is a lot better than $7-800!

Maureen M


#6
I haven't found a profession without stress! is there one? 

Yup. A TV Weatherman. I know one. He says he has the easiest job in
the world.

Have fun and make lots of jewelry.
Jo Haemer
timothywgreen.com


#7

Just a note about venting at the bench.

Most people arrange the exhaust system to pull UP, like a range hood
does. This, of course, brings gases and particulates right up into
the worker’s face. The exhaust should pull, strongly, from the back
of the bench, so everything goes away from the worker.

Wayne Emery
thelittlecameras.com


#8

Paf—“What Me Worry” is one way to go on this issue as you suggest,
but not a good one. Setting up a fume hood, however, is actually
quite easy and can be very inexpensive. When I mentioned my solution
a while back on Ganoksin, one of the experts (I call them the Great
Ones) commented with a sniff (though I didn’t hear it, there must
have been a sniff) that my suggestion for a fume/dust hood was too
idiosyncratic. The person may have intended to say idiotic. At any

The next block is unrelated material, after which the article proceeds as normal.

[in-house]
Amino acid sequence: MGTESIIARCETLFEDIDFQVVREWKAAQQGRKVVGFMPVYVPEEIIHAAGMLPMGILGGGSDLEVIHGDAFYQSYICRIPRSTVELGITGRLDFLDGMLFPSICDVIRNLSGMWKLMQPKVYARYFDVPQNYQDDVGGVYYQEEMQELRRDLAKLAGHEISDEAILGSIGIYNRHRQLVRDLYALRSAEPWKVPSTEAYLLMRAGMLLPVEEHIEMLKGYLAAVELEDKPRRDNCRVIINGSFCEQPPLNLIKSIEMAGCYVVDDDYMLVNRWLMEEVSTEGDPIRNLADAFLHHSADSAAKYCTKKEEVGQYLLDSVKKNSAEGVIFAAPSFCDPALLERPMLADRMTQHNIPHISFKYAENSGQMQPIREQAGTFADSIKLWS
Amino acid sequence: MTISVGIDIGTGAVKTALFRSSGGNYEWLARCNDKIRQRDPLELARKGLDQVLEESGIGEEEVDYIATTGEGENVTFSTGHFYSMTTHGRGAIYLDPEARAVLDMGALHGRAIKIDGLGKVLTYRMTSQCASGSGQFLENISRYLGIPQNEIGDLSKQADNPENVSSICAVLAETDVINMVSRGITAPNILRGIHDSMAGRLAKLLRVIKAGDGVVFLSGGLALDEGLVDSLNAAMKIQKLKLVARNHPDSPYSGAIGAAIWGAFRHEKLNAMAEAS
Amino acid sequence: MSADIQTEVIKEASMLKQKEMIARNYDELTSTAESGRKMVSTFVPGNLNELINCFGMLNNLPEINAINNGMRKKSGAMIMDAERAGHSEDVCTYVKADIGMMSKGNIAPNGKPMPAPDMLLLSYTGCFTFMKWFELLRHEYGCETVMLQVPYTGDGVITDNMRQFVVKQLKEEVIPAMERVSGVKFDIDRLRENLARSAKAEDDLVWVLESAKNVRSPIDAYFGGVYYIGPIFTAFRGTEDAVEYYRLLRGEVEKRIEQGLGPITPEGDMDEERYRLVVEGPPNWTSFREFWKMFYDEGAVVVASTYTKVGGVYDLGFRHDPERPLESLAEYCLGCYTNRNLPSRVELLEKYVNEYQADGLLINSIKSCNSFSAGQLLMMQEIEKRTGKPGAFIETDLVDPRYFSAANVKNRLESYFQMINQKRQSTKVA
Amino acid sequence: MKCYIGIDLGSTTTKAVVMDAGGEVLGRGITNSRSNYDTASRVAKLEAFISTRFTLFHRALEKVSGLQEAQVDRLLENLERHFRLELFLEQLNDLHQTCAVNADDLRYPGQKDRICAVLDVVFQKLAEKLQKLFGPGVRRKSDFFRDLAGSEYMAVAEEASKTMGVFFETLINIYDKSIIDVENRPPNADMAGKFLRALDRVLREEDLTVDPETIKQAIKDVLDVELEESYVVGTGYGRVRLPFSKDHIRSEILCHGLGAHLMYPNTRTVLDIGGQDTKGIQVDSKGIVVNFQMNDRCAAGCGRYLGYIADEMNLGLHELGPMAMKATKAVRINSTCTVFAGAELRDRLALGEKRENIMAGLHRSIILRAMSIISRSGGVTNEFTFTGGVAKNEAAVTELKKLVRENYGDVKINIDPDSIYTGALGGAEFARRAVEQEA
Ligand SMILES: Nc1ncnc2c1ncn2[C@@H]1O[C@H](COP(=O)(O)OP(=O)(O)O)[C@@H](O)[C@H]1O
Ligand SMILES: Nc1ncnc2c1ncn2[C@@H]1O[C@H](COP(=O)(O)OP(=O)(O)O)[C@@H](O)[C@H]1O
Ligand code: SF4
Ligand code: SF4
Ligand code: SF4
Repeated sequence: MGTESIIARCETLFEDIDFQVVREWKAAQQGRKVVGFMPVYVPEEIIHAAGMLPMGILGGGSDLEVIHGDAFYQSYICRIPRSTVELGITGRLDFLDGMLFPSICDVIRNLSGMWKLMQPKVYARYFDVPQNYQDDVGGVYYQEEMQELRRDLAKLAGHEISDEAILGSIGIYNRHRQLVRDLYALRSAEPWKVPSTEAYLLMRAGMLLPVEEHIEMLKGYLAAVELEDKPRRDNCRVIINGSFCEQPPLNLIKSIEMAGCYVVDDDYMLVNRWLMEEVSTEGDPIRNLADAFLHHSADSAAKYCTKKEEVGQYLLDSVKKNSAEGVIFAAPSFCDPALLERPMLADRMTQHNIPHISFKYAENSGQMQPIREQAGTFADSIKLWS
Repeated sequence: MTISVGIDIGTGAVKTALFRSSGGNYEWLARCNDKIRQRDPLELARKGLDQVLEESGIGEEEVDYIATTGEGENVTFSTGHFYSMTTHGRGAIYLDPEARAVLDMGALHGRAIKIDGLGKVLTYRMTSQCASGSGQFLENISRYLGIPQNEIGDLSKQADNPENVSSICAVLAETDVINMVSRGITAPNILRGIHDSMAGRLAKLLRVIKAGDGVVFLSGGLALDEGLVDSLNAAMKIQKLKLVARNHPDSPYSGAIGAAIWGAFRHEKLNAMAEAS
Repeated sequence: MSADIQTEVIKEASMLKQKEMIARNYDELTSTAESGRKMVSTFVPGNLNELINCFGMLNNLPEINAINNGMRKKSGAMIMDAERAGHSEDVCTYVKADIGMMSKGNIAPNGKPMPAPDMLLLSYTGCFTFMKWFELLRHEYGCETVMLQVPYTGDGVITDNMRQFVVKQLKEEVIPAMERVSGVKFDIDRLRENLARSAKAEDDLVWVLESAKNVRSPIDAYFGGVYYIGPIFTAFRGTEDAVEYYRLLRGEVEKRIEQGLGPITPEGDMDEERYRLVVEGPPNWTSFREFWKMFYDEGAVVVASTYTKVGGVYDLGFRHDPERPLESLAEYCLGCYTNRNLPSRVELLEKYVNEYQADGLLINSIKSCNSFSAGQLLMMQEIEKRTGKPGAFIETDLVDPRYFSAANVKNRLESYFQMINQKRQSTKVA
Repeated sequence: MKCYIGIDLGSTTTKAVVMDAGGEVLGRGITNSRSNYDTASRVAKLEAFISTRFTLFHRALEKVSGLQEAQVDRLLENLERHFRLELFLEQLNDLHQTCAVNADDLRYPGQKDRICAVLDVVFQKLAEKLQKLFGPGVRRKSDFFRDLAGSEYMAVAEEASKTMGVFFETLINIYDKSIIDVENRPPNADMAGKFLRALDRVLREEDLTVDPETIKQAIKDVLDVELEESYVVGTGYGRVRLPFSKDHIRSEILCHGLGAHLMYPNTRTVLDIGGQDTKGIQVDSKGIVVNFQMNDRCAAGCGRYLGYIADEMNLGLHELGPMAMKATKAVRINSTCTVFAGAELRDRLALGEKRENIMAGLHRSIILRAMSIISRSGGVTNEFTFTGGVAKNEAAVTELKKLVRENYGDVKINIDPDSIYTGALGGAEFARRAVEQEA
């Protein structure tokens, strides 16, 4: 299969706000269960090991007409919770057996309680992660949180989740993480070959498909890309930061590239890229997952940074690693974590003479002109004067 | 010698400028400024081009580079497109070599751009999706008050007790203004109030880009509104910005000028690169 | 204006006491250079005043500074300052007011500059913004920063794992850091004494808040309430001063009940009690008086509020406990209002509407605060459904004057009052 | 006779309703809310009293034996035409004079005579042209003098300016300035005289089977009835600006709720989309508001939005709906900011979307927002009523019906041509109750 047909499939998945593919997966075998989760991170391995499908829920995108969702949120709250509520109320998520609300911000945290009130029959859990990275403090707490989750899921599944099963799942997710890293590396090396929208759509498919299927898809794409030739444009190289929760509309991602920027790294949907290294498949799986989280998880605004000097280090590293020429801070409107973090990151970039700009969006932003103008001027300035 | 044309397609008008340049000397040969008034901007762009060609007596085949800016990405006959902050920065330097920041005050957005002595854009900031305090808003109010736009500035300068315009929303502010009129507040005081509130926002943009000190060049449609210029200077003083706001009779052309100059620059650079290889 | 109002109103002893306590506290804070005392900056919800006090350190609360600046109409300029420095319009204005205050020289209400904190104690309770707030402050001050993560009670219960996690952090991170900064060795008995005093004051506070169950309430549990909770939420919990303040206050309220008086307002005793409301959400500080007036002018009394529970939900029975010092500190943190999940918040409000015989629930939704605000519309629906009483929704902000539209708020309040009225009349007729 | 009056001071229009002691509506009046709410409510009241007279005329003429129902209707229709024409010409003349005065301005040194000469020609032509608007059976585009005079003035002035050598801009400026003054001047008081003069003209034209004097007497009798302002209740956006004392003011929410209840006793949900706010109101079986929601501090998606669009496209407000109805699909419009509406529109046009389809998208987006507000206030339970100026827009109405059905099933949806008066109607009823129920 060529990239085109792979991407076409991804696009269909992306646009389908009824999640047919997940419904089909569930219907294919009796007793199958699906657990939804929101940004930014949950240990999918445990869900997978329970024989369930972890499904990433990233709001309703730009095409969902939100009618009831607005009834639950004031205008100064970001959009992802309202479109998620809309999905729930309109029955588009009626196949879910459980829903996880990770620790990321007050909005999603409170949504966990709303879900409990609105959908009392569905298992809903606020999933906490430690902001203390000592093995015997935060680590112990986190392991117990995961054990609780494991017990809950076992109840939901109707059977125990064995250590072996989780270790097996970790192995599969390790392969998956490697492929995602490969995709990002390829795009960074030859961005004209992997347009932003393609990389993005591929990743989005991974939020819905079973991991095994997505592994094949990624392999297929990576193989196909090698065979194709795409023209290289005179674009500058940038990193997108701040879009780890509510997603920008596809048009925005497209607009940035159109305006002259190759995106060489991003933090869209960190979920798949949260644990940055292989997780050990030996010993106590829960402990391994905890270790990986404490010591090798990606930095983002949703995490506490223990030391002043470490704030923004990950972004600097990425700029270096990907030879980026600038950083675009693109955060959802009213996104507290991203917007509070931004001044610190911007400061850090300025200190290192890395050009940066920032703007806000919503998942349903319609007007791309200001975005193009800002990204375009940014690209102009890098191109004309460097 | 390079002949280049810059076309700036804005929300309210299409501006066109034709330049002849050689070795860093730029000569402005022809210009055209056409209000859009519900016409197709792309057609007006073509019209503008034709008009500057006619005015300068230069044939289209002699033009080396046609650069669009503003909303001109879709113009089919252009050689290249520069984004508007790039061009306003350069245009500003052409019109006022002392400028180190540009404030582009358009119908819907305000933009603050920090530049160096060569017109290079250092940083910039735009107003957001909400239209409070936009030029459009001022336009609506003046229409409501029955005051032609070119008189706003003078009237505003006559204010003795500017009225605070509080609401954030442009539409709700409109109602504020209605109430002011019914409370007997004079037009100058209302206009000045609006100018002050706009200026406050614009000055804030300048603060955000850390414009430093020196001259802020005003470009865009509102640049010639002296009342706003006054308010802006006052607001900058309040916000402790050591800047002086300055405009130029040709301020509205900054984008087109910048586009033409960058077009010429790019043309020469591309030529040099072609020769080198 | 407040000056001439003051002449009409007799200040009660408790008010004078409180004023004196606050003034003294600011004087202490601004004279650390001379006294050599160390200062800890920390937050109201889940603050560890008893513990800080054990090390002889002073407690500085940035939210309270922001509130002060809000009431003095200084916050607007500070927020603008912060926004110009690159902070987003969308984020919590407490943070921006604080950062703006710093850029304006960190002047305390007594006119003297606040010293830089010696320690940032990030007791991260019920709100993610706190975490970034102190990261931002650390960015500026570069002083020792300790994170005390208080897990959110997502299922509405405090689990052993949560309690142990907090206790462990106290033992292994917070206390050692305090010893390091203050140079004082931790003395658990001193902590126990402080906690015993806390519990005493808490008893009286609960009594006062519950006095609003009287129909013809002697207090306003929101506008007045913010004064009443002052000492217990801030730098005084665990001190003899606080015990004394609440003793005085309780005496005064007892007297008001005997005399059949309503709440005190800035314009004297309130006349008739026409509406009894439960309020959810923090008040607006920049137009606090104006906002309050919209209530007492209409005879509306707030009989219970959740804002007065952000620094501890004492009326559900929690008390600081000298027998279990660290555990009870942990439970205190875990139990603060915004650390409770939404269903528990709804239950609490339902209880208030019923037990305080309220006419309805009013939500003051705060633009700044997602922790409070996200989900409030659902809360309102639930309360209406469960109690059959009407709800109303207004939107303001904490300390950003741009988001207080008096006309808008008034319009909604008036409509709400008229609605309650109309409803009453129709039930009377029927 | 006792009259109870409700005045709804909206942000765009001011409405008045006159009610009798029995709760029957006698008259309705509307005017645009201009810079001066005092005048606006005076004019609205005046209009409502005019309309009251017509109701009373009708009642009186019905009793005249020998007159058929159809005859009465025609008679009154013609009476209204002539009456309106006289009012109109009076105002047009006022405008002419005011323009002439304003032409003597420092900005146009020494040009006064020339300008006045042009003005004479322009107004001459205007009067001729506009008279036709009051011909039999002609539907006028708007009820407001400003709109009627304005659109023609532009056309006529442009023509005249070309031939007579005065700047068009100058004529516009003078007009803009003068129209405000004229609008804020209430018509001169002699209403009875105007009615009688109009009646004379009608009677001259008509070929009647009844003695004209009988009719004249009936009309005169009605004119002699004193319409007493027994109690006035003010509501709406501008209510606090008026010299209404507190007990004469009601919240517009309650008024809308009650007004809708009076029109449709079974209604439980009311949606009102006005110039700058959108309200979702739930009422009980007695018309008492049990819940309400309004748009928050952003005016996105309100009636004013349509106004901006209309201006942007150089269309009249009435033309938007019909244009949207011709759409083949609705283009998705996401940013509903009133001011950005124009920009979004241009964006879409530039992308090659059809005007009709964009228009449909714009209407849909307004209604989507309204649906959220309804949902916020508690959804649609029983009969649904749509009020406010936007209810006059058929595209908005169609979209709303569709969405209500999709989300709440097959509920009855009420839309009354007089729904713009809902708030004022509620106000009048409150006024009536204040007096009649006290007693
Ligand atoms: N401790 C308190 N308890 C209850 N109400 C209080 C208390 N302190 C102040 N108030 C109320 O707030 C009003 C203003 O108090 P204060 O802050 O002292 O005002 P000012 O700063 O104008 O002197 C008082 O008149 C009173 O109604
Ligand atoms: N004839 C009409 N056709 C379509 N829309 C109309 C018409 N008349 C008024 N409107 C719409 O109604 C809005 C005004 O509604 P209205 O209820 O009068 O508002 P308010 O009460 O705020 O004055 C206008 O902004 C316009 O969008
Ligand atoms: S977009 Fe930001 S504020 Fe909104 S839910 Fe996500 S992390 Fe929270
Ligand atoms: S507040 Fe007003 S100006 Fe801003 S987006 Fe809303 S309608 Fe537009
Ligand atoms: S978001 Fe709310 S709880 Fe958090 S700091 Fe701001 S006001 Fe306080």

rate, what I did was to build a wooden box with apeaked “roof”, the
front slope of which is covered with a sheet of scrap plexiglass. The
lower portion of the front is left open. There is a hole in the
wooden rear slope with a fitting for a 3" vacuum cleaner hose. The
hose leads through a vent to the outside air. The air is moved by the
motor and fan from an old shop vacuum cleaner I bought at a flea
market for $6.00. The motor and fan are outdoors so that fumes and
particulates are vented outside. Location of the unit outside also
greatly reduces the noise of the motor. All together the system cost
about $40.00 (US). Most of that was for fittings to match the hoses.
I can light my acetylene torch as much as ten inches outside the
hood and the soot is pulled in to exit outdoors.

In fact the only difficulty is that the air movement may be too
great. I solved this by putting a “Y” in the vacuum hose. I can
variously block the open branch of the “Y” to produce more or less
air flow as needed. A shop vac can easily move enough air to serve a
second hood (for buffing and polishing). If my description is
confusing, I will provide a drawing or photo if you contact me
directly.

I will also say that, properly done, the ignition of an
acetylene/oxygen torch doesn’t necessarily produce a cloud of soot.
Simply open the oxygen control valve a tiny bit first then open the
fuel gas valve, then ignite the mixture. You should get a fairly long
yellow flame but no soot. Then adjust the flame by further opening
the oxygen valve. It takes a bit of practice, but it does work. By
training and education, I prefer to extinguish the flame by shutting